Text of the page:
The European Commission is frantically working to give head and tail to the initiative for “European Universities Networks” launched by French President Macron in his Europe speech last September. Since then, the initiative has been endorsed by the heads of state and government (Gothenburg, November) and the Education Ministers (February 2018).
The contours of the new initiative are beginning to show. Some 20 networks, not just for the elite, with a strong focus on seamlessly recognised study abroad with joint and double degrees. The strong intertwining of education and research, creating – as one Commission official put it – an ‘electroshock’ therapy to break down the silos of education and research.
All of this fits well in an ambitious way forward for universities in Europe – but there is one thing that worries me, or actually two.
As far as one can foretell, it seems most likely that the Call for Proposals for these European Universities Networks that integrate Education and Research in a revolutionary new way will be made as part of the ERASMUS+ programme and its successor – and not as part of H2020 or its successor FP9. This worries me because academic researchers will far more easily be persuaded to seriously integrate education into their research proposals than vice versa. Research proposals in H2020 and its predecessors and successors are taken far more seriously by academics than E+ proposals. We may find that awkward and unsatisfactory and ill-advised – but it is true. When it is part of the Research scheme, the dog will wag the tail. When it is part of the education scheme, the Commission is expecting the tail to wag the dog. That was a nice movie, but not a documentary.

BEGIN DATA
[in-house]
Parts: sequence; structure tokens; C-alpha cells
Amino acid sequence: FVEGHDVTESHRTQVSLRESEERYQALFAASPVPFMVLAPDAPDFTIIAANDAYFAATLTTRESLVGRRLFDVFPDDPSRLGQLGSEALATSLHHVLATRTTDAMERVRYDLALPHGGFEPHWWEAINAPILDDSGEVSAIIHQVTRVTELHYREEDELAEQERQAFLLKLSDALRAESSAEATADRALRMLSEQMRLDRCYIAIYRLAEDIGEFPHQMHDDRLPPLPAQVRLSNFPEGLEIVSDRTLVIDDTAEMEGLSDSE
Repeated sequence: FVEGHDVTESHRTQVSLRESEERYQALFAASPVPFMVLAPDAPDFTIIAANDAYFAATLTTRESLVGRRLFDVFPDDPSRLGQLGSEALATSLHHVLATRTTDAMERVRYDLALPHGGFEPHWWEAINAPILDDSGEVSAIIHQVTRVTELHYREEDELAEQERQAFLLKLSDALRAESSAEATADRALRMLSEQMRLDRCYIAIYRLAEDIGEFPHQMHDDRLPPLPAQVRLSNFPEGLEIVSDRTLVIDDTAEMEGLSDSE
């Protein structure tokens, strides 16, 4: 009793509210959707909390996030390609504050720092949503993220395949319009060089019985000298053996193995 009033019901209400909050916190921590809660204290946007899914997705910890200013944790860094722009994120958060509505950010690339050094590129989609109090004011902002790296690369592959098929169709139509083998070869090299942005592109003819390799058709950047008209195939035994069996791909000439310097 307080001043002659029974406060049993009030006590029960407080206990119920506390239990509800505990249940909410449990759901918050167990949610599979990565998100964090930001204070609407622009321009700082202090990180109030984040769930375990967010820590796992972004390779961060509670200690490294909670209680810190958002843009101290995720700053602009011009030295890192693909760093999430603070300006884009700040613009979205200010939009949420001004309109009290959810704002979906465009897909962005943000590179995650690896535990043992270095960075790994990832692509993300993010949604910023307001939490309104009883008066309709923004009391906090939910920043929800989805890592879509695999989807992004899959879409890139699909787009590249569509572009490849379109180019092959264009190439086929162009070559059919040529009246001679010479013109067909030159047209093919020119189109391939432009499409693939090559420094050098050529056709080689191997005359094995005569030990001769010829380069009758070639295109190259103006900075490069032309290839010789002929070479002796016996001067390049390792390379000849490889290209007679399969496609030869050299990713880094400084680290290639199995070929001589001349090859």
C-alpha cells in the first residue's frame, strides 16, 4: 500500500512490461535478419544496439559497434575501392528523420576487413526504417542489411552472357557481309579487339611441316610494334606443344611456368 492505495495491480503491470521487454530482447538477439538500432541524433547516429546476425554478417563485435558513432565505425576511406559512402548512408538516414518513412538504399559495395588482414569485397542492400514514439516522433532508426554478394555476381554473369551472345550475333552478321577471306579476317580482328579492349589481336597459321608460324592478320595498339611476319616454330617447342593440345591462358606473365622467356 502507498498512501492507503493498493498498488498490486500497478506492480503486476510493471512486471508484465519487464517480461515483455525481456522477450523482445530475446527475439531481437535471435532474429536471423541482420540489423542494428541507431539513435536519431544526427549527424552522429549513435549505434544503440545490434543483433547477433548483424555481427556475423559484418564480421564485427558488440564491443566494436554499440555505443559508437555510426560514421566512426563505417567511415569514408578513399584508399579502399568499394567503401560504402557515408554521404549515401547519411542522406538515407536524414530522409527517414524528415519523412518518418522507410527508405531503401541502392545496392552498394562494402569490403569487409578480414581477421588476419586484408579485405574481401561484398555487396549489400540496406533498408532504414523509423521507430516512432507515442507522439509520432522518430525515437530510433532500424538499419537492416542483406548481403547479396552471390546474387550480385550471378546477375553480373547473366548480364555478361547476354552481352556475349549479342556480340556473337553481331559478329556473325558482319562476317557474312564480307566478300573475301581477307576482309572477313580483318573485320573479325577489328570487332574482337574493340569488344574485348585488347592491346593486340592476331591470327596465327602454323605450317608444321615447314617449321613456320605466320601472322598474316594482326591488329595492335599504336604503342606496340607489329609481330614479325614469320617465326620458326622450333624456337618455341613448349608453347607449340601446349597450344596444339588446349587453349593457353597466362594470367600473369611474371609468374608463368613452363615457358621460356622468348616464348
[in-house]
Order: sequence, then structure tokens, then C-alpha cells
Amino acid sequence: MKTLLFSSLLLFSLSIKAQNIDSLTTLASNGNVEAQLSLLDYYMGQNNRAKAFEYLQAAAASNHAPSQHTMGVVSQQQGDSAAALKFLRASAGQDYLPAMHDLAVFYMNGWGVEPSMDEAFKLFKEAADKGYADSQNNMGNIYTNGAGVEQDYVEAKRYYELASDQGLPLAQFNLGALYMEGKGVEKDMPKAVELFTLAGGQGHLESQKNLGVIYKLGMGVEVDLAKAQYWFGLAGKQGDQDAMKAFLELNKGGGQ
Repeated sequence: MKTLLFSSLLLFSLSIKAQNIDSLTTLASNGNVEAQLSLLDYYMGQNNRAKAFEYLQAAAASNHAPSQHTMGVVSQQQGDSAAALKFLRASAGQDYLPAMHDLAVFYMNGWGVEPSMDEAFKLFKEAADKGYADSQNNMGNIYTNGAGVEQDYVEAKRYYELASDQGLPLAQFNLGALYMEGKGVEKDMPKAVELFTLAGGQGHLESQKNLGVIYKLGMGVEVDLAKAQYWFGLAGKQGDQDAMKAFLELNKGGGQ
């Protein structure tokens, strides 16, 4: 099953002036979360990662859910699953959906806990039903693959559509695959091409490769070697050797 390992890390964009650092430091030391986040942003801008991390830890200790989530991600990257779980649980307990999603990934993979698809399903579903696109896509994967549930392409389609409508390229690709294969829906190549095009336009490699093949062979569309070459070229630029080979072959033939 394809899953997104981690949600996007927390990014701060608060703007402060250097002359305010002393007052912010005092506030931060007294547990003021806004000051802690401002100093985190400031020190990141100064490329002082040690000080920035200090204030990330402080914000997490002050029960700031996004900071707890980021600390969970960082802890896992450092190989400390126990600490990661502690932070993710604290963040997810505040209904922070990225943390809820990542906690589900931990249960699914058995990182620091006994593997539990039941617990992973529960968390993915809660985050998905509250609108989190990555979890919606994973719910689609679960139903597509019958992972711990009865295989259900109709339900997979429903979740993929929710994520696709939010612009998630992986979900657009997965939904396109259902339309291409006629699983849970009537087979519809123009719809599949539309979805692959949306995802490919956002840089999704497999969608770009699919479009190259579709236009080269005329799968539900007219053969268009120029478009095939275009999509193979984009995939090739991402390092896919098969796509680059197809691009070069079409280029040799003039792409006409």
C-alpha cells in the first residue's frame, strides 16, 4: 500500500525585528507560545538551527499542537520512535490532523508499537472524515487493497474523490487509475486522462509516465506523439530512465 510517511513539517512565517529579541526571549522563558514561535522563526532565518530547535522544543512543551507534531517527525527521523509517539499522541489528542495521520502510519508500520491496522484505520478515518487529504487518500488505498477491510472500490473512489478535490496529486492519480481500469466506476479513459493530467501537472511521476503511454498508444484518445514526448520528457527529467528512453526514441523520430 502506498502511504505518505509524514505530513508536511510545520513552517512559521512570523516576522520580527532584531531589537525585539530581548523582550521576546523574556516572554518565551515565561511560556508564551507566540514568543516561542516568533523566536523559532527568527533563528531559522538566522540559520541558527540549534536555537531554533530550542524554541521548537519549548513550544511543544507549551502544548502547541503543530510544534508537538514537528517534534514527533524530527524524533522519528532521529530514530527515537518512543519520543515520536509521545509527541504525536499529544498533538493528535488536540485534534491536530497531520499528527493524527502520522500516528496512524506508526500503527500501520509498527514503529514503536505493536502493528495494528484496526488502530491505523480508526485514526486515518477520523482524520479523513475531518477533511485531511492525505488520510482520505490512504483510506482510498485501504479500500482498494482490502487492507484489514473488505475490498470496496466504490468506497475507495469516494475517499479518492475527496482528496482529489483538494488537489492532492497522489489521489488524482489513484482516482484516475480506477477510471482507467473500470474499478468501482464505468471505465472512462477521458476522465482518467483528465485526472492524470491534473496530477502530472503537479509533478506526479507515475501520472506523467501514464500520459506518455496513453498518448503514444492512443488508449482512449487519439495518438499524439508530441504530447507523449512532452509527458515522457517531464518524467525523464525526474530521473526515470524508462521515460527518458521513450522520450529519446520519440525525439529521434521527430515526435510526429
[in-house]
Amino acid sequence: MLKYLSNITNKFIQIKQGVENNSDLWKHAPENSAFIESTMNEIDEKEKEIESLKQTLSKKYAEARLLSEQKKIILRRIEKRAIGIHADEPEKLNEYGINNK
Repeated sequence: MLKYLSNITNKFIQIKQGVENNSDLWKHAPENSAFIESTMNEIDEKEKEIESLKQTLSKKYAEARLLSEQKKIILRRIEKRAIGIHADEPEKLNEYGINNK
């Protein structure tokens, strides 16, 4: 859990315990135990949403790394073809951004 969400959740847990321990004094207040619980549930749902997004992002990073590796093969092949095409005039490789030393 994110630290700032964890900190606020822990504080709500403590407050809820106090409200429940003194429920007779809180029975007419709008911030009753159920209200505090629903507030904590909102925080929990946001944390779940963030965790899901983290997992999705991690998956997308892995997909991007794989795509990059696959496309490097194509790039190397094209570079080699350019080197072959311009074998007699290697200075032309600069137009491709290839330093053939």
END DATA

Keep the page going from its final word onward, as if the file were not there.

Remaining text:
The second worry is that funding, regulatory frameworks and personnel arrangements for research connected to universities are so vastly different throughout Europe, that any Europe-wide initiative to break down the silos of education and research that does not build on a sound knowledge of these differences – and a viable way to tackle them, will face tremendous difficulties. Somebody should make the European Commission officers aware of this problem and somebody (why not Aurora) should make a solid inventory and analysis of these differences.